Catt states later "he urged me to go on, saying it was very interesting. It may have been necessary for him to want to hear more because it consisted of allegations of professional misconduct by his colleague, Sir [Michael] Pepper." (A new web page has this.)
Brian then introduces me to his friend as "have you met Forrest Bishop, a follower of Catt" (paraphrased). The topic immediately shifts, his friend wanders off, and we go sit with our coffee. Brian asks "What are the differential equations" for Theory C? I reply they are the same equations, used in a different way. (I was being agreeable, as this is not quite the case. Maxwell's wave equations, as well as parts of the duplex equations, have been shown to be trite, incorrect, and mathematically illegal, along with other problems.)
I mentioned the idea that superfluid helium may be a frozen, monoatomic powder, and cited some of the evidence. Brian did not appear to be interested in this hypothesis, or may have been thinking of other things. I said I would like to go upstairs to join Catt and my host. We said good night.

The Inner Sanctum Sanctorum

The walls are decorated with illustrious Trinity men of the past. The sterling is marked "Trin Coll xxxx 1914", which I found interesting for the date. (This is an important year in the ongoing decline of Western civilization.) The port is in a decanter, the white wine is a '95. A nice selection of fruit and cheese is put out. I don't the name of this room, but I'm sure that it has one. (The Combination Room)
About ten gentlemen are in attendance, all but myself in black gowns of various types to indicate their status. Ivor is engaged in a lively monolog on suppression in general, "The Catt Question", and other curiosities of Modern Physics. His audience of three across the table is young professors or lecturers, I think. Two are biochemists, who do not appear to be following along very well. The man in the middle is an electrical engineer cum artificial intelligence researcher. He says he works in a (Bill) Gates Building for computer science, where everyone uses Linux. The rest of the party is not paying any attention to Ivor.
I missed most of Ivor's discussion, as I am seated next to Kurt who engages me in conversation. Ivor leaves the room for a moment, asking me to explain what he was talking about to one of the three.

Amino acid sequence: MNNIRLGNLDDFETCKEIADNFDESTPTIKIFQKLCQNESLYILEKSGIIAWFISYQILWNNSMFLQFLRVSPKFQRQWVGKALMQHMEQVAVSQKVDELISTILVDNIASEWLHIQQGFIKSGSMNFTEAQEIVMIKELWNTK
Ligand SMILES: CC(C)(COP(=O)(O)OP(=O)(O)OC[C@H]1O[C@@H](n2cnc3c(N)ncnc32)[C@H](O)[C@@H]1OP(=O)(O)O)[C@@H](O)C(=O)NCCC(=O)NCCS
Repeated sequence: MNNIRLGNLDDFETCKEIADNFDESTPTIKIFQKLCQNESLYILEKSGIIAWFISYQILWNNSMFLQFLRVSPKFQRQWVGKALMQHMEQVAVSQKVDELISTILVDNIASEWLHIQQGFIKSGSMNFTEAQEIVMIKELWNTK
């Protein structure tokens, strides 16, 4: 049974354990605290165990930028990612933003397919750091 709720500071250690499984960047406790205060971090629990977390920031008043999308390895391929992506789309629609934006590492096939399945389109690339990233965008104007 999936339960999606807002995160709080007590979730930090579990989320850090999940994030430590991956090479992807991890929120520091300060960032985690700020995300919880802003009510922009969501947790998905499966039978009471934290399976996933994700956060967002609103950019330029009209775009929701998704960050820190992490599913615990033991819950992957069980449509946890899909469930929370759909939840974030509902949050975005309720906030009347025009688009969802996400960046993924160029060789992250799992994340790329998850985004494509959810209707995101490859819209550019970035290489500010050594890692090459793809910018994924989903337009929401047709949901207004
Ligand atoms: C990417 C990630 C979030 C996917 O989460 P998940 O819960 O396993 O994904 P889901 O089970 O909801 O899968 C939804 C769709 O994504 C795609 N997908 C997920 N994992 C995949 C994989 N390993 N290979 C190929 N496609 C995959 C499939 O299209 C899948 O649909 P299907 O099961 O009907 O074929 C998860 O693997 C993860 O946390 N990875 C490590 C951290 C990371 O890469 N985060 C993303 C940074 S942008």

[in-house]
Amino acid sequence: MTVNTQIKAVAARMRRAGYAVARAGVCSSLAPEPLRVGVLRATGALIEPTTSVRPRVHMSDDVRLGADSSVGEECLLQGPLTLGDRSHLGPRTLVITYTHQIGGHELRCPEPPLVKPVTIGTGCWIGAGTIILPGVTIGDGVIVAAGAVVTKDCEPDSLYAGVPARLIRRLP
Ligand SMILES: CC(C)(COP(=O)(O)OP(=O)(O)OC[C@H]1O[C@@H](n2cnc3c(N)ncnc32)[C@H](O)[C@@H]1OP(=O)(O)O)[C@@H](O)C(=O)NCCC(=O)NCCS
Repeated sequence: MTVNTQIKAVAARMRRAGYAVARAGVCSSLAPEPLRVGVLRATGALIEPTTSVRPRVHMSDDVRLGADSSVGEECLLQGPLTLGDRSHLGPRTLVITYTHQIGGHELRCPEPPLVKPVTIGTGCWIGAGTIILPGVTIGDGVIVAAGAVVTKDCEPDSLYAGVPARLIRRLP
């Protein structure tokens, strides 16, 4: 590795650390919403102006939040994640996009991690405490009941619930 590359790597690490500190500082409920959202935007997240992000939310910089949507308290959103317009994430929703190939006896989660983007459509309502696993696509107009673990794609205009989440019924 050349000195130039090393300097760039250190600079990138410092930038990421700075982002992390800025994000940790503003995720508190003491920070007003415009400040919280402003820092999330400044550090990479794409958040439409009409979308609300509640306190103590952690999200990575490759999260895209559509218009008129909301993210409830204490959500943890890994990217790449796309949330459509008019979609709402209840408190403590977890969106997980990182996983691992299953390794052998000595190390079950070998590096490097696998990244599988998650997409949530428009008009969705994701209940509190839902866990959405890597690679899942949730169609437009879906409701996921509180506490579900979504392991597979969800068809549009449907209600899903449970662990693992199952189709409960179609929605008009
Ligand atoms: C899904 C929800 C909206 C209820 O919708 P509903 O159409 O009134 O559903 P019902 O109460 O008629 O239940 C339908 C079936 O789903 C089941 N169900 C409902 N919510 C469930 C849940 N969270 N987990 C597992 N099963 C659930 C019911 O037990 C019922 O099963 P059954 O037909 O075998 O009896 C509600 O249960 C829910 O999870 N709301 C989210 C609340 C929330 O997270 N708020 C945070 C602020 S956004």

I ask the young professor what was it he wished to know; he replied with "nothing".

Forrest Bishop


Forrest Bishop, of San Diego, California, has been a student of electromagnetic theory for decades. Until last year, he was cut off from Ivor Catt's contributions by comprehensive Establishment obstruction and censorship.[Power versus Scholarship in Cambridge.] However, since he stumbled on Catt's material on the www last year he has put in a lot of work on it, and gained a remarkably good grasp of it. He says that Catt's writings resolved many of the unresolved problems and confusions in electromagnetic theory that had frustrated him from his school days onwards. He had always been confronted by gobbledeygook like Pepper's and McEwan's .

Ivor Catt 30 May 2006


"Teaching of physics in steep decline"

- Liz Lightfoot, Daily Telegraph, 11 August 2006, p8

Physics in schools and universities is in the grip of a downward spiral with little prospect of recovery, academics warn today.

The lack of suitably qualified teachers and the perception that the subject is difficult has deterred pupils from studying it in the sixth form, says a report by Prof Alan Smithers and Pamela Robinson.

Exam entries for A-level physics have halved since 1982, with only 3.8 per cent of sixth-formers taking the subject in 2004. There are also significantly fewer physics undergraduates and there has been a 28 per cent fall in students on home courses.

The authors warn that the problem will get worse as fewer physics graduates train to teach in schools.

Physics is disappearing


The suppression of inconvenient facts in physics

The Politics of Knowledge ; The Politics of Knowledge

The Rise and Fall of Bodies of Knowledge

The Clever take the Brilliant

The End of Science

My co-author, the late Dr. Arnold Lynch

Electromagnetic Theory vol. 1 by Ivor Catt

I make the commitment that anyone wishing to counter any assertion made on this site will be guaranteed a hyperlink to a website of their choosing at the point where the disputed assertion is made.
(Possibly we need a standard word for this. I suggest "Riposte", or the symbol [R] .) Ivor Catt. 24dec98.
Later developments